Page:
During my visit to Cooperstown, NY I stayed at the Cooperstown Motel. On Google Reviews it manages to pull off a zero (0) rating, with the comment “This is desperation.” The dominant review is “Terrible” on TripAdvisor.com, though with shaky math it gets a 2.5 star rating, and comments like: “Just stay away” and “All in all not worth the price, not worth half the price” and “Stay Somewhere Else!” When I was booking my trip I realized that the motel was 38% of the cost of the cheapest alternative I could find in Cooperstown, which translated to saving ~$275 for a two night stay. Add in the parking savings, and it would be about $300.
Seeing the bad reviews made me curious. Is it really that bad? I had to find out.
I’ll begin this review with a quiz.
Question 1. If you open the door to your motel and get assailed by stale cigarette smoke and cheap industrial cleaner fumes that make your throat burn and your eyes water do you:
(A) Just ignore it.
(B) Store your luggage in your car, open the windows and the door to the room and leave for a few hours while it airs out.
(C) Go right back to the office to demand a new room or your money back.
Question 2. If a millipede walks across the floor of your room you:
(A) Kill it and carry on.
(B) Notice it, acknowledge it is not causing any harm, time how long it takes it to reach the other side of the room.
(C) Experience an increase in blood pressure, fear, or some sort of duress.
Question 3. If the bathtub and shower look a little slimy, do you:
(A) Jump in anyway.
(B) See this as an opportunity to wash your flip-flops.
(C) Refuse to shower.
If you answered C to any of the questions above you shouldn’t be considering this type of motel. Cigarette smoke, bugs, and a little slime are part of the package.
Yes, the room smelled so bad when I arrived I momentarily doubted that I could stand it. But I opened the windows and door (both windows stayed wide open the entire time I was there) and the results were impressive. Having windows on either side of the room allows air flow to occur when they are both open, that’s a plus. (I stored all valuables in the trunk of my car when I was away from my room, because leaving the windows wide open is like leaving the door open. Anyone could have tapped the screen out and hopped into the room in 2 seconds.) The biggest downside to having the windows open is that the street noise was loud, particularly late at night and early in the morning. I believe trucks spontaneously downshift at the sight of Cooperstown, and most drivers are compelled to honk their horns for no apparent reason when entering the town.
I saw a medium-sized spider, a millipede, and a large beetle in my room. They did not hurt me. I did not hurt them.
The bathtub had more slime than I was comfortable with, so I wore my flip-flops and showered quickly. The water was hot, and the pressure was respectable.
Everything in the room was old. The mattress felt like a piece of plywood with a gym tumbling mat attached to it (except it wasn’t that soft). Despite knowing I shouldn’t, I pulled the bed apart to see its pieces. I saw stains on the mattress and box spring I wish I had never seen. The tag on the mattress revealed it was delivered on December 17, 1986. I couldn’t bring myself to get close to the mattress, so I slept on top of the comforter reluctantly.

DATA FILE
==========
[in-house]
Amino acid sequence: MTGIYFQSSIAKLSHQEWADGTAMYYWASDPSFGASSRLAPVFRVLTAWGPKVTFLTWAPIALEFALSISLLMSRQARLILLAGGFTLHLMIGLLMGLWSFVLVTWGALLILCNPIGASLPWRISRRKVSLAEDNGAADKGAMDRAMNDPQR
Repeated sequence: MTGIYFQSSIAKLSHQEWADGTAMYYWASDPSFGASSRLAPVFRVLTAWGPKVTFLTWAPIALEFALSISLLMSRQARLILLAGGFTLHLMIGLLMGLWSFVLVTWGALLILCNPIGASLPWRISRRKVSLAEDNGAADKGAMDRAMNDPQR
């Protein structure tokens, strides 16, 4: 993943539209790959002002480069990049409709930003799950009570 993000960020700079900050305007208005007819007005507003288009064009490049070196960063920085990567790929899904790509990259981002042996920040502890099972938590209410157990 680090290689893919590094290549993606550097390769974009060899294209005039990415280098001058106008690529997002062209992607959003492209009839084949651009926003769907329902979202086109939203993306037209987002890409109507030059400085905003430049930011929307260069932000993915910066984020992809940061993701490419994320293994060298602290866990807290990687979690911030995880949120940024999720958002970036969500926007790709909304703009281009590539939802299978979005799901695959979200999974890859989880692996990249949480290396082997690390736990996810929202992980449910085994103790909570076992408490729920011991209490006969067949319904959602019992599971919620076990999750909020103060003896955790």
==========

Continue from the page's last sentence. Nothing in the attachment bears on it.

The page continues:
Along with the aged theme in the room, there was also a theme of fake. The end table looked wooden, but was plastic and weighed about 4 ounces (I placed my keys on one side and it almost fell over). The chairs were pleather. The desk and nightstand were particleboard with a plastic veneer.
The carpet had ridges and valleys, with some spots containing padding underneath and some spots lacking it. It had character. It reminded me of the 1960s.
When I saw the air conditioning unit in the room I made the immediate decision not to touch it. It looked like a fire hazard, and I suspect it would have sounded like a Harley Davidson. The thick dust in the filter made me feel congested at the mere thought of turning it on.
The Daewoo television was also a throwback. It had terrible picture quality (but I wasn’t traveling to watch television—so that didn’t bother me). I’d happily trade the 70 cable channels for a wifi connection (which was not provided).
As far as general cleanliness goes, the room scores rather low. I found enough hairs to assemble a wig. The edges of the room and the corners had accumulations of dust and debris. Some of the walls had splatter stains that were troubling.
The key for the room was pretty cool.
A few notes:
- In hindsight I would have brought my air mattress with me, along with a bottle of all-surface cleaner and some paper towels.
- I almost forgot to mention that the toilet seat was made of some composite material, and the outer veneer was cracking, leaving what appeared to me to be a medium favorable to harboring things exposed. It wasn’t clean. I stayed away.
- I think there is considerable variation between rooms. I walked past a room that had the door open and it appeared much nicer than room 32.
So what’s the verdict? Would I do it again?
Yes, for this trip I would probably book this room again for myself. I see it as a bit of adventure and roughing it. Plus I was able to use the money I saved to fund part of the Boston portion of my vacation. That being said, if I were traveling with someone else I would never subject them to this. I’m also hesitant to give my endorsement, so I’ll phrase it like this:
The Cooperstown Motel is a nice 0 star motel. I stayed at the Cooperstown Motel and I lived.